US Navy’s new Triton UAV makes first cross-country flight
The US Navy’s new MQ-4C Triton unmanned aircraft completed its first cross-country flight on the morning of Wednesday, Sept. 18, 2014, taking about 11 hours to fly 3,290 nautical miles from Palmdale, California, to Naval Air Station Patuxent River, Maryland.
Flying in restricted conditions through US airspace, the aircraft flew along the southern US border, across the Gulf of Mexico and across Florida using an approved instrument route. From the Sunshine State, the aircraft came up the Atlantic Coast to the Chesapeake Bay, reaching altitudes above 50,000 feet to avoid conflicts with civilian air traffic.
The ferry flight came after the aircraft completed initial flight testing at Northrop Grumman’s facility in Palmdale. At Pax River, the Triton will begin operational tests to prove out the full system, including sensor, communications and interoperability testing.
The Triton was developed from Northrop’s RQ-4B Global Hawk unmanned aerial system, optimized for long-range missions in a maritime environment. While externally similar to the Global Hawk, the MQ-4C features a new wing and reinforced airframe. New de-icing and lightning protection systems have been installed to allow the aircraft to descend through cloud layers for close-up looks at ships and other items of interest on and in the sea.
Originally known as the Broad Area Maritime Surveillance system (BAMS), the aircraft first flew in May 2013.
Intended to cruise the oceans and coastal regions, Triton will carry out intelligence, surveillance and reconnaissance (ISR) missions and perform maritime patrol and search and rescue tasks. The aircraft will have an unrefueled endurance of 24 hours, able to fly higher than 10 miles above sea level, able to cover more than a million square nautical miles in a single mission.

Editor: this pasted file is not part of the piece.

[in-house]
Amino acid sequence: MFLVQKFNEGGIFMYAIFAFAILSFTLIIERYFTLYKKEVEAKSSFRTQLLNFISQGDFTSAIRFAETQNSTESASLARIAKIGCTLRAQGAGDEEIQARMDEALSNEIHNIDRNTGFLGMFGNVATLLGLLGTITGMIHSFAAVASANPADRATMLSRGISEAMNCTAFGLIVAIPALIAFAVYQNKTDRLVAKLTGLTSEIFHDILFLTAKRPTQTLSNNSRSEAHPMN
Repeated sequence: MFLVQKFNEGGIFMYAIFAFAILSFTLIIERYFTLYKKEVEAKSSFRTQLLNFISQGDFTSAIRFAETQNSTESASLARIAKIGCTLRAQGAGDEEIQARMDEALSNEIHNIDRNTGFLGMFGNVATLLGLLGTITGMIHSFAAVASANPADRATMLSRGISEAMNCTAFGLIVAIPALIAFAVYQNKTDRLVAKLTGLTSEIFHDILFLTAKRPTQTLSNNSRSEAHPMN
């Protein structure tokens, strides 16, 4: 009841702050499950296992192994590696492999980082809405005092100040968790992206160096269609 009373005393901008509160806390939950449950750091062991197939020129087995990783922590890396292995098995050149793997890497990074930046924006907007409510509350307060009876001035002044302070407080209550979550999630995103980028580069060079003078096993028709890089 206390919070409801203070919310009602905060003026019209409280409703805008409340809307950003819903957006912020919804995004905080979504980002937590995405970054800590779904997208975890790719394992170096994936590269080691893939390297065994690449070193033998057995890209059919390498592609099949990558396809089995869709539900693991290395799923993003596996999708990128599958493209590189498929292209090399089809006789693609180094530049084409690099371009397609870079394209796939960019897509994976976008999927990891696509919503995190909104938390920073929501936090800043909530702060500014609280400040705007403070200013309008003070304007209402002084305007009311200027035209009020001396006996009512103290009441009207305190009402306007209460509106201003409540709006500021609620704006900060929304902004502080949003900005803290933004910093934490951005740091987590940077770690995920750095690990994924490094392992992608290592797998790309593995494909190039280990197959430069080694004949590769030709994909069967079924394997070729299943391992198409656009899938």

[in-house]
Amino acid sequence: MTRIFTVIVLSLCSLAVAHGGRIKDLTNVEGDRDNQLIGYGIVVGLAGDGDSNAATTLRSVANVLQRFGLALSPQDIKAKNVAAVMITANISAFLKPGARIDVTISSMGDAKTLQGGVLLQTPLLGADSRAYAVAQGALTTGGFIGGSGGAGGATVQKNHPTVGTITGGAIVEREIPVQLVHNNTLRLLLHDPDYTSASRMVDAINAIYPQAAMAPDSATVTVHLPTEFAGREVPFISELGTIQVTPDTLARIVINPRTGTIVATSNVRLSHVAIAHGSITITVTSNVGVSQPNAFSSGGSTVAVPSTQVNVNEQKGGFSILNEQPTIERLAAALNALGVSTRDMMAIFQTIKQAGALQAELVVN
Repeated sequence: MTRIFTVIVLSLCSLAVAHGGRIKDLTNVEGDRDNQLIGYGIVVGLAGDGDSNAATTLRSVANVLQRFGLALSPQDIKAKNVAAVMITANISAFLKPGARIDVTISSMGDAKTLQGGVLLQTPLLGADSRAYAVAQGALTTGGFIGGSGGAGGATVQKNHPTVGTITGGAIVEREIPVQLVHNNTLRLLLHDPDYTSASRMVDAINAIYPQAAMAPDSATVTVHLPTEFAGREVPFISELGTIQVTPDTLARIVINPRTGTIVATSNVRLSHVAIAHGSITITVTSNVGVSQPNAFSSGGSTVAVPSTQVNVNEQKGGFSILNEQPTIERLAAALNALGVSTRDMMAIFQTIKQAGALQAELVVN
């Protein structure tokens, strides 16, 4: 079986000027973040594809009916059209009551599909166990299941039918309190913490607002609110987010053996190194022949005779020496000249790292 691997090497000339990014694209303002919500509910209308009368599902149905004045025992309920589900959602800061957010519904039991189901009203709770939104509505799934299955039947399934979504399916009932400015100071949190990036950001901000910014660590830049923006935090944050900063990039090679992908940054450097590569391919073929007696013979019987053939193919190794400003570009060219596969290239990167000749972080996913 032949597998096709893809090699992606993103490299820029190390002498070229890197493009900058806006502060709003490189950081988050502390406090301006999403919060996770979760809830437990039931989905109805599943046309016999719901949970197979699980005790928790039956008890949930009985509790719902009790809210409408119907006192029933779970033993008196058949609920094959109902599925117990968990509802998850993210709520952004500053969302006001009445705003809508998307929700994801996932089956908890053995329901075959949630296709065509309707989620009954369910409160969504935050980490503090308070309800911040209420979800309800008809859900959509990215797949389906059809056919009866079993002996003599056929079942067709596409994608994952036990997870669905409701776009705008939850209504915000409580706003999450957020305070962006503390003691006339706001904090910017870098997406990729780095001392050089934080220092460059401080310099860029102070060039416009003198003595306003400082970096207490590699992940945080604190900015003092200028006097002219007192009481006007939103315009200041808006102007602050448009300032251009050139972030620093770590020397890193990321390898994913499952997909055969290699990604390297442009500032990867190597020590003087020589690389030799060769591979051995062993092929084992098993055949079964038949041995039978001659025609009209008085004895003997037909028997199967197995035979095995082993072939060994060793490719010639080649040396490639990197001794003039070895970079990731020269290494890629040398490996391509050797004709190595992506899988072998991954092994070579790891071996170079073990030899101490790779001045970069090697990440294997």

Prime contractor for the Triton program is Northrop Grumman Aerospace Systems, Battle Management and Engagement Systems Division, in Rancho Bernardo, California. The aircraft is powered by a Rolls-Royce AE 3007H turbofan engine, the same powerplant installed in the Global Hawk.
The Navy plans on buying a total of 68 Triton aircraft.
Wingspan: 130.9 ft (39.9 m)
Length: 47.6 ft (14.5 m)
Height: 15.4 ft (4.6 m)
Gross Take-off Weight: 32,250 lbs (14,628 kg)
Max. Internal Payload: 3,200 lbs (1,452 kg)
Max External Payload: 2,400 lbs (1,089)
Self Deploy: 8,200 nm (15,186 km)
Max. Altitude: 56,500 ft (17.22 km)
Max. Velocity: 331 knots True Air Speed (TAS)
Max. Endurance: 24 hrs
Video – The Triton touches down at Naval Air Station Patuxent River, followed by interviews and commentary with Rear Admiral Mat Winter, Program Executive Officer for Unmanned Aviation and Strike Weapons, and Triton program manager Captain Jim Hoke. (US Navy)
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